Never had the adage “by failing to prepare, you are preparing to fail” felt more appropriate as we chugged into Abersoch in the black of night.
Go camping, they said. In a Mercedes Sprinter topping 22ft in length converted into a bespoke camper van. In October. What could possibly go wrong?
At least we had booked a pitch at the Tyn-y-Mur site on the hills overlooking the picturesque Welsh town dubbed the “Sandbanks of the North’.
Choosing to arrive in darkness, however, meant we had to wait until first light to capture the impressive landscape below.
In the meantime there were much more pressing things to focus on, like hooking up to the power supply in the driving rain in a deserted field (torch, anyone?), before tackling the challenge of cooking dinner in one of the smallest kitchens known to man.
Home for the week was “Orla”. This was the life we’d chosen, the adventure had begun and it was to prove one heck of a lot of fun.
If, like me, you’re a camping novice on the cusp of turning 50 who likes life’s simple luxuries but had decided to take the plunge into an entirely different world, then why not do so in style?
Quirky Campers offers a unique and simple service that gives customers the option of choosing from a wide range of camper vans individually designed in terms of their beauty, functionality and customer service.
You pick one, collect it from the proud owners – in this case Jess and Josh from York – attempt to absorb all the instructions, leave your own vehicle at their home and hit the open road to go wherever you wish.
And the best bit? The owners are just a phone call away should an unforeseen crisis occur.
The beautiful and rugged coastline of North Wales was our destination of choice and, like Orla herself, the place didn’t disappoint.
Orla, named after Irish fashion designer Orla Kiely, whose patterned curtains provided privacy in the two sleeping pods above the double bed, drew some admiring glances from the locals once she began cruising the narrow streets of Abersoch.
She had dashing paintwork, but the true beauty lay within.
Orla could sleep up to four, including two adults and two children. Steps led up to one of the pods that double up as handy storage spaces, while the kitchen included a double gas hob, sink, fridge/freezer, two drawers and two cupboards.
Hot water was provided by an electric pump, as was the heating system, while a pop-up table sat neatly behind the driver’s seat, which swivelled round at mealtimes to add to the cosy feel of this mobile marvel.
It had taken less than 24 hours to stop worrying about what we didn’t have and start appreciating what we did have, such as a satnav, USB charging ports and wing mirrors with sensors to help in the act of overtaking or switching lanes.
No television? No problem because an unlikely and unexpected love affair had begun and, post-lockdown, the sense of freedom trebled as we made it our mission to let Orla show us as much of the Llyn Peninsula as possible.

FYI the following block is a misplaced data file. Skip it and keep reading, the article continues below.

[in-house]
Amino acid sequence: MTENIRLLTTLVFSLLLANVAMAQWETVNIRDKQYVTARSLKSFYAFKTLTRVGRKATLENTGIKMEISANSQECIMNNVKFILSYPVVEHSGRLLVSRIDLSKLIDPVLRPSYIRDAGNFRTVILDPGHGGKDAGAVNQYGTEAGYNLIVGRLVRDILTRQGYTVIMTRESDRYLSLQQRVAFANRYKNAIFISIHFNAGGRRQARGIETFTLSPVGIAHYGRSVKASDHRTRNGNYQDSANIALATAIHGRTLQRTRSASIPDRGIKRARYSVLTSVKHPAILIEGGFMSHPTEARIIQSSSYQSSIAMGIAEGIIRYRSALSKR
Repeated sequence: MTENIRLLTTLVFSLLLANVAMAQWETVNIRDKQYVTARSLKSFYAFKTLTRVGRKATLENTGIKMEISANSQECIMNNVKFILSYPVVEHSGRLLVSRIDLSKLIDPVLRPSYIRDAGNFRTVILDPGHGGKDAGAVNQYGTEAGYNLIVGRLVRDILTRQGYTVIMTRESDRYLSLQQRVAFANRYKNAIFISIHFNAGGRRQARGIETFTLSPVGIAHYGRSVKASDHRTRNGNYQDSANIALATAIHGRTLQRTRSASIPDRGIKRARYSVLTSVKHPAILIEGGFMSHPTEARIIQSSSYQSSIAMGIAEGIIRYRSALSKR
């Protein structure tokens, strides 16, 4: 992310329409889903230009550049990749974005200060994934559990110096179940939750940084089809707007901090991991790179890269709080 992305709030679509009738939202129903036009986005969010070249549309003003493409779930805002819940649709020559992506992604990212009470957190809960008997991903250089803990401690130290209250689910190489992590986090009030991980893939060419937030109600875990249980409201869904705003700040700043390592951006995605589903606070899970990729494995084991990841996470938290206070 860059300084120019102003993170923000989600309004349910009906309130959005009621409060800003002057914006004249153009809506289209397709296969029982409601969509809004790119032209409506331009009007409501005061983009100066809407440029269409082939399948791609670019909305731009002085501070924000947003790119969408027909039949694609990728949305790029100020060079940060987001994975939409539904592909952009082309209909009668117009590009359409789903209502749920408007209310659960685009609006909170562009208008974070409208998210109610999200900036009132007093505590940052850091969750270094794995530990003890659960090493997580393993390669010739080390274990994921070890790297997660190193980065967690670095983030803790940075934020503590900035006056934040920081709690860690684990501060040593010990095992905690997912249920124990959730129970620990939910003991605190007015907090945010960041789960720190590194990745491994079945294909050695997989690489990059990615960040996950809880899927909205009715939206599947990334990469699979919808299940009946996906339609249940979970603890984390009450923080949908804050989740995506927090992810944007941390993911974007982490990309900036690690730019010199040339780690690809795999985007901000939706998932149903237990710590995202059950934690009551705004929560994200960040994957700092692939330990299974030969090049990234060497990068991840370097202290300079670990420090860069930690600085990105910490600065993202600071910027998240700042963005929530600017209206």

Abersoch remains the jewel of this particular crown and so it should, with its quaint harbour, designer boutiques and swanky restaurants dotted close to the sea.
But venture further afield and you will find more gems, like Trefor, Criccieth and Morfa Nefyn, where standing proudly on the beach in the tiny village of Porthdinllaen is arguably the greatest pub in Wales.
The Ty Coch Inn stares out across the Irish Sea and has been voted one of the top 10 beach bars in the world. It is only accessible by car to locals, but the 20-minute walk to reach a cold and refreshing pint is more than worth it.
The hidden location meant Orla had to miss out on this particular pleasure, but she soon made amends with a visit to the stunning village of Portmeirion.
This tourist hotspot in Gwynedd was designed and built by Sir Clough Williams-Ellis in the style of an Italian village and is now owned by a charitable trust.
It is located in the community of Penrhyndeudraeth, overlooking the estuary of the River Dwyryd, two miles south east of Porthmadog and has served as the location for numerous films and TV programmes, most famously as “The Village” in 1960s’ show The Prisoner.
Our instinct was to join the queue for lunch at the town hall, which has been converted into a cafe. But why would you do that when Orla is waiting proudly and patiently in the car park, ready to host a feast of sandwiches and snacks while looking down over a place of stunning beauty and charm?
That’s the thing about holidaying in a camper van. You can forget what’s right under your nose because the novelty of having everything at your fingertips takes a while to get used to.
You can’t nip to the shops without having to take the whole family, and your parking skills are tested to the limit.
But this is all part of the pleasure and experience, because you can just fire up the engine and move on to the next place, the next suitable site, plug into the power, open the sliding door, let the sun shine in, pick a bottle of wine from the fridge, sit back and relax.
What’s not to like? And after a while you don’t even mind those competitive looks from fellow campers who stroll around failing to look inconspicuous as they compare notes on the make and model of their next-door neighbour.
But let them look, we thought, because Orla was in a class all of her own.
We covered more than 600 glorious miles at a cost of £160 in diesel and the journey was worth every penny.
We didn’t want to give Orla back, really, because it felt like giving up a home, but we will be back behind the wheel sometime soon.
Go camping, they said, and sample van life.
Go on then.
Orla, a converted Mercedes-Benz Sprinter, is available to hire in York and sleeps three adults and one child. From £92.70 a night. quirkycampers.com
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